- Huw Hughes |
Asos Marketplace has announced it will be bringing back its charity boutique concept this Autumn after its initial launch in May.
Oxfam Festival Shop, Barnardo’s and Traid are making their returns, while Save the Children and British Red Cross are been added to Asos Marketplace, a platform where customers can shop new and vintage fashion from over 800 independent boutiques around the world.
Over the coming months, each charity boutique will release a series of seasonal products including unisex clothing and partywear, designer clothing, 90s premium sportswear, denim, jackets, and coats. All proceeds will go direct to each charity, with no commission paid to Asos.
Alex Cousins, marketplace lead at Asos, said in a statement: “Following the successful launches of Barnardo’s, Traid and the Oxfam Festival Shop on Asos Marketplace in the summer, we’re now expanding our roster of charity boutiques to include Save the Children and British Red Cross, helping us make it even easier for our customers to shop in a sustainable and responsible way while supporting the crucial work of these well-known charities.”
Gareth Morgan, head of retail performance at British Red Cross, added: "We are looking forward to bringing the best of our British Red Cross charity shops online with Asos Marketplace. Shop sustainably from our British Red Cross edit of pre-loved vintage pieces. We’ve scoured our charity shops across the UK and pulled out the outfits we know Asos Marketplace customers will love, including designer coats, vintage dresses and sportswear-inspired jackets.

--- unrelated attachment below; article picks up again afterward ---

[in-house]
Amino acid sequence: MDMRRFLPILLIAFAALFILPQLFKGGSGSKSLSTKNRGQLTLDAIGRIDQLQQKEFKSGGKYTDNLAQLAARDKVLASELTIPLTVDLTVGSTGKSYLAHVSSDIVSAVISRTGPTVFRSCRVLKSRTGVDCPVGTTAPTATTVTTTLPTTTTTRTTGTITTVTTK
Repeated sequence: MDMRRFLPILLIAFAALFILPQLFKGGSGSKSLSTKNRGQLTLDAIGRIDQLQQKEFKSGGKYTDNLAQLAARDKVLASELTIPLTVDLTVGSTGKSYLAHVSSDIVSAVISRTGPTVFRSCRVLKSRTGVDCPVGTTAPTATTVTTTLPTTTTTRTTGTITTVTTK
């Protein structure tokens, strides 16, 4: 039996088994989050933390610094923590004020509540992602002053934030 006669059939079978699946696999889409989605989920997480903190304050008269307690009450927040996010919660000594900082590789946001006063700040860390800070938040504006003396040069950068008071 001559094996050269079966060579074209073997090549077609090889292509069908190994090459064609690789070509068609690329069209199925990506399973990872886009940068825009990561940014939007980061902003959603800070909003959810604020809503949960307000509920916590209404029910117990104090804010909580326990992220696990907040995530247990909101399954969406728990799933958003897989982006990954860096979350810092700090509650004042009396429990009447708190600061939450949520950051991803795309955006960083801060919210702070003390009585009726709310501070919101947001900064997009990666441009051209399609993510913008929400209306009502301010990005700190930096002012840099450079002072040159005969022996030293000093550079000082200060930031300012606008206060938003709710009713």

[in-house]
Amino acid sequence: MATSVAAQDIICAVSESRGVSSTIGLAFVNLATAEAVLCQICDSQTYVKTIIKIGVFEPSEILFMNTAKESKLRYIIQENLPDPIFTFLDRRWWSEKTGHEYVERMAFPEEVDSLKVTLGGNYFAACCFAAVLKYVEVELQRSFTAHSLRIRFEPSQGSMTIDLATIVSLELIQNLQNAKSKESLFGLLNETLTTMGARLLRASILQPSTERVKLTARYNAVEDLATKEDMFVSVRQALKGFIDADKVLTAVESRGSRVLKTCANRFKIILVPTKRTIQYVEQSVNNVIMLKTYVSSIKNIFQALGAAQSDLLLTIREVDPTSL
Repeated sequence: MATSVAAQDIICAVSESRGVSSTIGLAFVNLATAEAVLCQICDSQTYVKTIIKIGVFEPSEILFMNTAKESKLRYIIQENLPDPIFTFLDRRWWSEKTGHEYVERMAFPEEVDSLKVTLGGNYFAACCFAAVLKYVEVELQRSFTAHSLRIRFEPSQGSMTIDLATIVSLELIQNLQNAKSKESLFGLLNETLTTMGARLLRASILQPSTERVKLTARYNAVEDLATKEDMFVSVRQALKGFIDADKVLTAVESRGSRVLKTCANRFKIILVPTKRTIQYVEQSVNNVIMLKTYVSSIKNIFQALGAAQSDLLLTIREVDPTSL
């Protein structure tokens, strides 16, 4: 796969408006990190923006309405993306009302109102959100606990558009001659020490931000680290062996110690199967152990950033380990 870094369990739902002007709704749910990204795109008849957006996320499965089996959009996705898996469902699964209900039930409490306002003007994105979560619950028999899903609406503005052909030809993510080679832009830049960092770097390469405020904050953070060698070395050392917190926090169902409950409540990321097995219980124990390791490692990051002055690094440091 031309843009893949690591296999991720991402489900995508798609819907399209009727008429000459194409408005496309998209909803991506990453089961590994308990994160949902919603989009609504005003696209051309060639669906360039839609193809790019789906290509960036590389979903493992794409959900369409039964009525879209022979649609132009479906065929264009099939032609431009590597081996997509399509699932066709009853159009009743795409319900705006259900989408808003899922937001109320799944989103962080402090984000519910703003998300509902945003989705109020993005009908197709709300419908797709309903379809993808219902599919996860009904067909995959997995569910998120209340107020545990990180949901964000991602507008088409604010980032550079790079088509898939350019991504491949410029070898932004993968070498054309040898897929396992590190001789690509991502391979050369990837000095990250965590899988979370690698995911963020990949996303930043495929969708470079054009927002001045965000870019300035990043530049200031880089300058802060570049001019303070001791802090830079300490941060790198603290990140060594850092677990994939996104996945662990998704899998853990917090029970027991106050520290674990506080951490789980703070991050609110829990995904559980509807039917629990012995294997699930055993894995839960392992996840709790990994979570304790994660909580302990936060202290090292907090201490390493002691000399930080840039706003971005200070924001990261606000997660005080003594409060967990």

"Buying second-hand pieces helps the environment and means we can be there for people when there’s an emergency, no matter who they are – whether that’s helping young refugees settle into a new life in the UK, or empowering people across the world to rebuild their lives after a crisis."
Last year, over 250,000 vintage items were sold through the Asos Marketplace platform. The online giant has also donated more than 45,000 items of clothing to Oxfam and more than 120,000 pounds worth of goods to disability charity Scope, which helped support more than 600 disabled people to get back into work.
Photo courtesy of Asos